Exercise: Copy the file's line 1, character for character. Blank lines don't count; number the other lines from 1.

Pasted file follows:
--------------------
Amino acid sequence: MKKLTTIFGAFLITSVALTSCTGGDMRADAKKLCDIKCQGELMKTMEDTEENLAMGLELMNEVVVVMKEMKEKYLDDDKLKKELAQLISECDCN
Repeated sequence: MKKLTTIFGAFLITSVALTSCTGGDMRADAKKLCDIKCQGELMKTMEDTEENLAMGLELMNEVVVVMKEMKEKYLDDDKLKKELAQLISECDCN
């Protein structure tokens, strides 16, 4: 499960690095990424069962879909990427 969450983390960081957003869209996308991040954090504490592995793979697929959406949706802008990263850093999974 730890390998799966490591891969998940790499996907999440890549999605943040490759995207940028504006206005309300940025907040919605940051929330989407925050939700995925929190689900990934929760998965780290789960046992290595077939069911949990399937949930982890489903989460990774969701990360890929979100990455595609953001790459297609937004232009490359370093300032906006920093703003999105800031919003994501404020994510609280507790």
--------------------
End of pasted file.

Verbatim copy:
Amino acid sequence: MKKLTTIFGAFLITSVALTSCTGGDMRADAKKLCDIKCQGELMKTMEDTEENLAMGLELMNEVVVVMKEMKEKYLDDDKLKKELAQLISECDCN